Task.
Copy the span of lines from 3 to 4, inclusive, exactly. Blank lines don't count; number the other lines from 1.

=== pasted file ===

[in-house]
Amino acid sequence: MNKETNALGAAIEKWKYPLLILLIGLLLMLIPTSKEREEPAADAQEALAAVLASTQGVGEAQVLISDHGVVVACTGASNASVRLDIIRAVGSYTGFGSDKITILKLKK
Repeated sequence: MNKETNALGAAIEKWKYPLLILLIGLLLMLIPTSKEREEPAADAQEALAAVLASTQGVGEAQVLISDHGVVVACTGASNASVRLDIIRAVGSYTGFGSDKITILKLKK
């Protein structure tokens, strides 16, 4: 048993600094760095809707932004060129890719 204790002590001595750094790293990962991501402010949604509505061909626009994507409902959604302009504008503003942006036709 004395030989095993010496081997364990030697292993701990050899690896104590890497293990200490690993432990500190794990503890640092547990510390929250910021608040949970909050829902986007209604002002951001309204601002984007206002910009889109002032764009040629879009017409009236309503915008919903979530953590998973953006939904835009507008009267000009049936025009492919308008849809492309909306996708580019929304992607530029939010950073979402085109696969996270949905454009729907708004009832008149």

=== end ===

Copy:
Repeated sequence: MNKETNALGAAIEKWKYPLLILLIGLLLMLIPTSKEREEPAADAQEALAAVLASTQGVGEAQVLISDHGVVVACTGASNASVRLDIIRAVGSYTGFGSDKITILKLKK
């Protein structure tokens, strides 16, 4: 048993600094760095809707932004060129890719 204790002590001595750094790293990962991501402010949604509505061909626009994507409902959604302009504008503003942006036709 004395030989095993010496081997364990030697292993701990050899690896104590890497293990200490690993432990500190794990503890640092547990510390929250910021608040949970909050829902986007209604002002951001309204601002984007206002910009889109002032764009040629879009017409009236309503915008919903979530953590998973953006939904835009507008009267000009049936025009492919308008849809492309909306996708580019929304992607530029939010950073979402085109696969996270949905454009729907708004009832008149």